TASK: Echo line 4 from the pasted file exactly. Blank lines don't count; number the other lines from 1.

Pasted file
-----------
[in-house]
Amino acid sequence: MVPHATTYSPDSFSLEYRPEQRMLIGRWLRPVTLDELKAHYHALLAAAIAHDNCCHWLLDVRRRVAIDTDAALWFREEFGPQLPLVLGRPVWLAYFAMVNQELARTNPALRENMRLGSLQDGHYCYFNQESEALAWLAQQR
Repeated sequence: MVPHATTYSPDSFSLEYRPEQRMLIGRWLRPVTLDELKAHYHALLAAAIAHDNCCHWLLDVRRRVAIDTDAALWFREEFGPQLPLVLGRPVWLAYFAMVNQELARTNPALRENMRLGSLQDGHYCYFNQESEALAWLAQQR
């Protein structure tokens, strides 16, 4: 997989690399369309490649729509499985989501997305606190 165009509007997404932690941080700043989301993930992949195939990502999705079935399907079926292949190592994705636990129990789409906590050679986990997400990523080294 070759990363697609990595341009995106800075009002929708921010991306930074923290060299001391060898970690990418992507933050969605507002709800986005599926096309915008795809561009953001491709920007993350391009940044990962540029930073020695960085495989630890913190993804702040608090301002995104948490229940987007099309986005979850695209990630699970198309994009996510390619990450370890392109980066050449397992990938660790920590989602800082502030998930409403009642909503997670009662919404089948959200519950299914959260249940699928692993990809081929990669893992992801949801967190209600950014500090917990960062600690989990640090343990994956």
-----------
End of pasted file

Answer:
């Protein structure tokens, strides 16, 4: 997989690399369309490649729509499985989501997305606190 165009509007997404932690941080700043989301993930992949195939990502999705079935399907079926292949190592994705636990129990789409906590050679986990997400990523080294 070759990363697609990595341009995106800075009002929708921010991306930074923290060299001391060898970690990418992507933050969605507002709800986005599926096309915008795809561009953001491709920007993350391009940044990962540029930073020695960085495989630890913190993804702040608090301002995104948490229940987007099309986005979850695209990630699970198309994009996510390619990450370890392109980066050449397992990938660790920590989602800082502030998930409403009642909503997670009662919404089948959200519950299914959260249940699928692993990809081929990669893992992801949801967190209600950014500090917990960062600690989990640090343990994956």